Header image
Enter a name
Lateral view of a Male Baetis (Baetidae) (Blue-Winged Olive) Mayfly Dun from Mystery Creek #43 in New York
Blue-winged Olives
Baetis

Tiny Baetis mayflies are perhaps the most commonly encountered and imitated by anglers on all American trout streams due to their great abundance, widespread distribution, and trout-friendly emergence habits.

Ventral view of a Hydropsyche (Hydropsychidae) (Spotted Sedge) Caddisfly Larva from the Yakima River in Washington
With a bit of help from the microscope, this specimen keys clearly and unsurprisingly to Hydropsyche.
27" brown trout, my largest ever. It was the sub-dominant fish in its pool. After this, I hooked the bigger one, but I couldn't land it.
Troutnut is a project started in 2003 by salmonid ecologist Jason "Troutnut" Neuswanger to help anglers and fly tyers unabashedly embrace the entomological side of the sport. Learn more about Troutnut or support the project for an enhanced experience here.

Ventral view of a Simuliidae (Black Fly) True Fly Larva from Fall Creek in New York
Phineartz
Posts: 1
Phineartz on Jan 16, 2019January 16th, 2019, 4:00 am EST
These are always abundant in my stream samples and have even found them wriggling around on my pack after a dunking.. I have always thought they were midge larvae as that is the common assumption I've gathered from local anglers, but due to their size and shape I started to question this. Scouring online resources and comparing photos led me here, where I see they are a different critter altogether. I have never heard of anglers discussing the use of Simuliidae patterns but I'm looking forward to experimenting with them in the future. Thank you for the photos and the resource! -Mike in KY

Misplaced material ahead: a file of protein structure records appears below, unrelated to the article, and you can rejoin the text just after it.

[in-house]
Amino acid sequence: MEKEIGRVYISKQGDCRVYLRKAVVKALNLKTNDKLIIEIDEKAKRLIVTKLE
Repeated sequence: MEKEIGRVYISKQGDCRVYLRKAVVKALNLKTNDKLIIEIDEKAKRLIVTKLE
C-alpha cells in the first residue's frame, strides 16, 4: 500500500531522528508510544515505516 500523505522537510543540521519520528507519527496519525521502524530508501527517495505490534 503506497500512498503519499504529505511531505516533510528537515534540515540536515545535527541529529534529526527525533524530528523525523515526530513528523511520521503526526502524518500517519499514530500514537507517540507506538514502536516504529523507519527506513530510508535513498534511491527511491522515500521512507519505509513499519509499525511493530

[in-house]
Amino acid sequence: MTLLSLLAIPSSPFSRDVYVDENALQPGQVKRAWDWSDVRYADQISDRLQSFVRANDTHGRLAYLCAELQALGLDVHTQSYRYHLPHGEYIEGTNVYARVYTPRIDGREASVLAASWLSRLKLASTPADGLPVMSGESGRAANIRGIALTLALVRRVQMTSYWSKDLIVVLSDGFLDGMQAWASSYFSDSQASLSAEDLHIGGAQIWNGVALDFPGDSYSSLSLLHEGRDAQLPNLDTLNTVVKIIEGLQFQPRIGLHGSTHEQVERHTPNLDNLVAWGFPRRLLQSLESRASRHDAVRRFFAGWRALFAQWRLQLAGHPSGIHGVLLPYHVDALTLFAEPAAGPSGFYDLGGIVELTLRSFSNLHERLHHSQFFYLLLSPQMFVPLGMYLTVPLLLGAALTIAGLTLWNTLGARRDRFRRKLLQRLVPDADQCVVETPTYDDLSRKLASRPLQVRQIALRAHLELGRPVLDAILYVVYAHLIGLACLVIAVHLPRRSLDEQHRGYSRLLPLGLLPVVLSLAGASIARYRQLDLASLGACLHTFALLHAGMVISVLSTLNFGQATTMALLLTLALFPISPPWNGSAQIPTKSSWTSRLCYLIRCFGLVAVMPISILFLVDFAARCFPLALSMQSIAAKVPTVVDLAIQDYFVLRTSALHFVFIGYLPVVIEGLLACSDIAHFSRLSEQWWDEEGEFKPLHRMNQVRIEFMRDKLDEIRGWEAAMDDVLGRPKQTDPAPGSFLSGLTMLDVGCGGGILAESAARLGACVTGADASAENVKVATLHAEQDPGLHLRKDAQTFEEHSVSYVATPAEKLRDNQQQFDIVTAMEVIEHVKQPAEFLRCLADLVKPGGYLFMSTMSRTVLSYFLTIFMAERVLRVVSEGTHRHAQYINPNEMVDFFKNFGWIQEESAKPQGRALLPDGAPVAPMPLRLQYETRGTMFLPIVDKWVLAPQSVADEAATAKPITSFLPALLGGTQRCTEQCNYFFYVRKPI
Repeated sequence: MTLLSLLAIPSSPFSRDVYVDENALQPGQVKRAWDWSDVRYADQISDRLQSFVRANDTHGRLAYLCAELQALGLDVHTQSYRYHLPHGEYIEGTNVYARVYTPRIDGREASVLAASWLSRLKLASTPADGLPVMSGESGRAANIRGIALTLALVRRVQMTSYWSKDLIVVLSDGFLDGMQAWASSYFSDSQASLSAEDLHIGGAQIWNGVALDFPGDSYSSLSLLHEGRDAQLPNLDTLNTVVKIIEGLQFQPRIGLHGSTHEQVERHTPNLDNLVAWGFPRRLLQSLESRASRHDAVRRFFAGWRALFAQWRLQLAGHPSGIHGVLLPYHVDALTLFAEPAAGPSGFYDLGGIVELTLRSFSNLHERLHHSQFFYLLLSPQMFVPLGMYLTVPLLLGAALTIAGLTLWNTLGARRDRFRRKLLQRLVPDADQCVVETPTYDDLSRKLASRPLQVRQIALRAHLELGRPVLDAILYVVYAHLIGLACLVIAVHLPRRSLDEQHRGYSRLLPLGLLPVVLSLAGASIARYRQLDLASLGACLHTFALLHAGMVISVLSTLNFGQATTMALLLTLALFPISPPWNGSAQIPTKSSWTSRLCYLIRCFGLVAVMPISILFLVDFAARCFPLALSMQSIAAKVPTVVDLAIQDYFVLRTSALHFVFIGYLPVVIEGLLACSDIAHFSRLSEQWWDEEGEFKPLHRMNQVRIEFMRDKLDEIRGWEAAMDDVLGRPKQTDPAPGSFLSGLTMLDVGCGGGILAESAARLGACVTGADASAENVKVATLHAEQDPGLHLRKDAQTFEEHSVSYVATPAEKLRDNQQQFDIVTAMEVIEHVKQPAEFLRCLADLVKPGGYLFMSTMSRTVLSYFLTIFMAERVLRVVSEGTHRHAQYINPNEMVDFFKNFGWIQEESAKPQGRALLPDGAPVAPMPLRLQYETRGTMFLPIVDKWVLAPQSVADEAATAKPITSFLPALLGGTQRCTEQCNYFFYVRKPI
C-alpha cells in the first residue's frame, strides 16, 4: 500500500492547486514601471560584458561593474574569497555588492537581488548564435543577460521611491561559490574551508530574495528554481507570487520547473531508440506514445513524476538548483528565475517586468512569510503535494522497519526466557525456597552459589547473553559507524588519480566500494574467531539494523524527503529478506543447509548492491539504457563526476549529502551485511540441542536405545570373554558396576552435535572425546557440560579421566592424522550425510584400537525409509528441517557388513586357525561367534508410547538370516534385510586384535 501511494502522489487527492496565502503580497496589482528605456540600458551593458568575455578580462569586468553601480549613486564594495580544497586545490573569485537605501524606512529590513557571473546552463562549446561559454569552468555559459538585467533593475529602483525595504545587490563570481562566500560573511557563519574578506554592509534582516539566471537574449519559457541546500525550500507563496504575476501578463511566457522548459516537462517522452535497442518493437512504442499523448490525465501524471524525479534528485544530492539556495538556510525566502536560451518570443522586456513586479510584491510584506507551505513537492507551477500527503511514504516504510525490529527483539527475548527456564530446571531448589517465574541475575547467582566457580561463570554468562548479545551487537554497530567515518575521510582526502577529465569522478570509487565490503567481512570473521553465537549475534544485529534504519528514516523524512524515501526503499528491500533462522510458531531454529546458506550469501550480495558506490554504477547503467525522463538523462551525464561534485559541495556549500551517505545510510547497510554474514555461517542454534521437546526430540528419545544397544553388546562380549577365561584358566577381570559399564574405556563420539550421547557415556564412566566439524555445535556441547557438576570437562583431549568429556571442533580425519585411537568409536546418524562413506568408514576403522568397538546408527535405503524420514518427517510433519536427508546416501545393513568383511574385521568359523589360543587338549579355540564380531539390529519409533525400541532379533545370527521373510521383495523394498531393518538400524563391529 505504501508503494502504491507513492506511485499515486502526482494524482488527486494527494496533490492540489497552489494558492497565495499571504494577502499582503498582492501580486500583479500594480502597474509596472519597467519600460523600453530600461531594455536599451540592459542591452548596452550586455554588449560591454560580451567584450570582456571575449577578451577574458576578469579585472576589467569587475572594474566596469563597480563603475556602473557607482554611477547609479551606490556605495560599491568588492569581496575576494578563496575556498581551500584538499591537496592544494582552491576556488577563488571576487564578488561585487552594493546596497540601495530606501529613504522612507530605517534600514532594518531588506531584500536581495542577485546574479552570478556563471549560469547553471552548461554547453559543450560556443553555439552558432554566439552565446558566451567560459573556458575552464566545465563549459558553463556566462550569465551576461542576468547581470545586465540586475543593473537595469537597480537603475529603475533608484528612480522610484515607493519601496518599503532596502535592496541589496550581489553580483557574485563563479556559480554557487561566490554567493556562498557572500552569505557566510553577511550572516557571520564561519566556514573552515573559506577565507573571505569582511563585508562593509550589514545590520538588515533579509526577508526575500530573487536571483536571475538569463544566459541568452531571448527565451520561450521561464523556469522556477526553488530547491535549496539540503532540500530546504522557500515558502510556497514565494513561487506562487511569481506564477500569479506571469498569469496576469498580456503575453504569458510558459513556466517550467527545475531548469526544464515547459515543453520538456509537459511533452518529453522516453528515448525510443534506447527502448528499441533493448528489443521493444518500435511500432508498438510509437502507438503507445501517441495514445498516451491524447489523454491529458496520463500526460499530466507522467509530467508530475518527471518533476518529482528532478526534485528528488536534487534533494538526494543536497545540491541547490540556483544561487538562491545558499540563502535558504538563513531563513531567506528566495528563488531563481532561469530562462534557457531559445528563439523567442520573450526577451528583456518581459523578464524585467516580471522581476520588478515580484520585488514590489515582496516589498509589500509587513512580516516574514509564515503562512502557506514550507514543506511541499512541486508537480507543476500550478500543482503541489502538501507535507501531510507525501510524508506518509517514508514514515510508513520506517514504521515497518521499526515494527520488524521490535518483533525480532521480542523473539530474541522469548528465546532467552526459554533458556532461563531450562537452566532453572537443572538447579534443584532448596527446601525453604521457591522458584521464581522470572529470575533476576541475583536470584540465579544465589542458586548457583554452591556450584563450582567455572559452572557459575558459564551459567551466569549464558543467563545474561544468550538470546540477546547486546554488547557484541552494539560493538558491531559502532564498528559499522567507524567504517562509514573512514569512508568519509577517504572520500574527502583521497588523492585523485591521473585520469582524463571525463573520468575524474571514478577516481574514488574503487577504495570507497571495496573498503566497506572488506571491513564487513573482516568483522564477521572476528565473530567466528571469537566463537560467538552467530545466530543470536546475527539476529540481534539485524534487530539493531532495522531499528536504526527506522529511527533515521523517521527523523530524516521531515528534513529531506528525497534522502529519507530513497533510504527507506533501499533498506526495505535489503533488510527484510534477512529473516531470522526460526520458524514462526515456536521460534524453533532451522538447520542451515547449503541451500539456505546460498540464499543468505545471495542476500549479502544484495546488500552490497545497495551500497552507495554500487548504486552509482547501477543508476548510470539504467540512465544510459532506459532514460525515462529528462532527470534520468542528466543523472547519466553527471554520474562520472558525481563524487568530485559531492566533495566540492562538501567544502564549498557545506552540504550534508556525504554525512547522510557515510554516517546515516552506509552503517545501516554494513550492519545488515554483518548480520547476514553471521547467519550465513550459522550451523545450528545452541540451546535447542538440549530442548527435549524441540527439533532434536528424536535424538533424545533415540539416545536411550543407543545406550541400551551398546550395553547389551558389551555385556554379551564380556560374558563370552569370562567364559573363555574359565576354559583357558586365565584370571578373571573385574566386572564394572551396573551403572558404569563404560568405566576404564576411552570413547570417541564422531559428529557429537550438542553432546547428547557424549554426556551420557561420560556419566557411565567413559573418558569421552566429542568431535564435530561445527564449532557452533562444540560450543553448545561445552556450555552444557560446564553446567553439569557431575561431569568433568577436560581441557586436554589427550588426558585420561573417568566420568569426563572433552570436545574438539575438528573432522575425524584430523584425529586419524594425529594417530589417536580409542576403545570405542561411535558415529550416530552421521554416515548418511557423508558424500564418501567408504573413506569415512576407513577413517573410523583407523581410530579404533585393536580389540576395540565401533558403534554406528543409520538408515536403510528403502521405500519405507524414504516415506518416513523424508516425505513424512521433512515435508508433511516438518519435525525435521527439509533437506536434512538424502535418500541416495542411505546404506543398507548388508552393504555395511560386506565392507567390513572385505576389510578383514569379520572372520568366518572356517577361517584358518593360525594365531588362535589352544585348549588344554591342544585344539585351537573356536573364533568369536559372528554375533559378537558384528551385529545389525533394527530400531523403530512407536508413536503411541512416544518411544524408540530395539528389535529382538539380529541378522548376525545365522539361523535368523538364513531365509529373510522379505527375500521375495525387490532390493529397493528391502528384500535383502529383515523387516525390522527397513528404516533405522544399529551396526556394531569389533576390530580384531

Wbranch
Wbranch's profile picture
York & Starlight PA

Posts: 2635
Wbranch on Jan 16, 2019January 16th, 2019, 2:11 pm EST
Oh Simuliidae how do I hate thee? Hmm, let me count the ways. I loathe these incessantly pestering, harassing, and biting scourges of the insect world!! At my cabin I am plagued by these miniscule beasts from late April to early October. Over the years it seems to have gotten worse. Although maybe because 2018 was such a wet year there were just more of them. I believe they are multi generational over the course of the six months I use the cabin. Even the slightest amount outdoor exertion will bring out the attacking hordes. I have to wear a head net to cut the lawn or do any work. If I want to sit by the river to look for rising fish liberal applications of DEET are mandatory. Yet once I wade into the river and get 15' away from the bank they are no longer a problem.
Catskill fly fisher for fifty-five years.
Jmd123
Jmd123's profile picture
Oscoda, MI

Posts: 2474
Jmd123 on Jan 17, 2019January 17th, 2019, 2:16 am EST
The Pine River is loaded with them. Last time I took a class out there to sample we discovered that practically every stone bigger than 1" in diameter had a dozen of them clinging to it. Not to mention absolutely hordes of other inverts that came squirming out of the debris, caddisflies, mayflies, stoneflies, beetle larvae, midges, crustaceans, worms, sculpins, etc...TROUT FOOD!

But yes, they do SUCK when it comes to making me itch...Skin So Soft* keeps them at bay though, and you get nice soft skin as a bonus. ;oD

Jonathon

*I have used a knock-off made by CVS that worked just as well.
No matter how big the one you just caught is, there's always a bigger one out there somewhere...

Quick Reply

Related Discussions

Topic
Replies
Last Reply
1
Mar 5, 2008
by Jjlyon01
4
Jun 27, 2008
by GONZO
Troutnut.com is copyright © 2004-2024 (email Jason). privacy policy